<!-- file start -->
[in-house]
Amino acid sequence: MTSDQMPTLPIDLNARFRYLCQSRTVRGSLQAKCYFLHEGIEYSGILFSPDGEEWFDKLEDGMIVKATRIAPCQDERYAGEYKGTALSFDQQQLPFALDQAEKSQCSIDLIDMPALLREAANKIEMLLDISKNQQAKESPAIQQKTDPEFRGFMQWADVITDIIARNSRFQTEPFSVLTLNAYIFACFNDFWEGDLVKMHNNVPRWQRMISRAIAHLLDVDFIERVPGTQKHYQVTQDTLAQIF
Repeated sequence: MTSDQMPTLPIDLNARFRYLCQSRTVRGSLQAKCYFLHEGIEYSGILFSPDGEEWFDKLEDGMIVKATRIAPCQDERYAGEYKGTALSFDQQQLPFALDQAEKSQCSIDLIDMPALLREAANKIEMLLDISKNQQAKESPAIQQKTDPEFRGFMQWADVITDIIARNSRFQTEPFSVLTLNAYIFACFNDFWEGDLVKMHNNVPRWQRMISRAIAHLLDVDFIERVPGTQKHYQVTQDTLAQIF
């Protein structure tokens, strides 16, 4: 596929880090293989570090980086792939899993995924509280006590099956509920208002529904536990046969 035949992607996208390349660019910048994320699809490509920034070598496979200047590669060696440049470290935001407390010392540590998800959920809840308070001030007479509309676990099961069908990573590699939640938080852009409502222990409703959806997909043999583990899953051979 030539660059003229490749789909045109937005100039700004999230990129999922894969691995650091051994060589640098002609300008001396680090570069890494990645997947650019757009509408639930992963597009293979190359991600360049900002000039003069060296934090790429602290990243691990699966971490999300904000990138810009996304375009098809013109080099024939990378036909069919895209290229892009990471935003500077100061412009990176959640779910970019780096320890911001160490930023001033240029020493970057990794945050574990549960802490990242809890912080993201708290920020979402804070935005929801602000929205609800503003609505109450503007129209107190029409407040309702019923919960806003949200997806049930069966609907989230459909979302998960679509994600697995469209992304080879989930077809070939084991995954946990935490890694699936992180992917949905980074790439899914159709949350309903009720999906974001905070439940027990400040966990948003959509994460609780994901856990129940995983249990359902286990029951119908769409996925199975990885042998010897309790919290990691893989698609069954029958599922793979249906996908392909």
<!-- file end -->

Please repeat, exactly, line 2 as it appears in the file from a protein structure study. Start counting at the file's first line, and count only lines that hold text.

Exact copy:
Amino acid sequence: MTSDQMPTLPIDLNARFRYLCQSRTVRGSLQAKCYFLHEGIEYSGILFSPDGEEWFDKLEDGMIVKATRIAPCQDERYAGEYKGTALSFDQQQLPFALDQAEKSQCSIDLIDMPALLREAANKIEMLLDISKNQQAKESPAIQQKTDPEFRGFMQWADVITDIIARNSRFQTEPFSVLTLNAYIFACFNDFWEGDLVKMHNNVPRWQRMISRAIAHLLDVDFIERVPGTQKHYQVTQDTLAQIF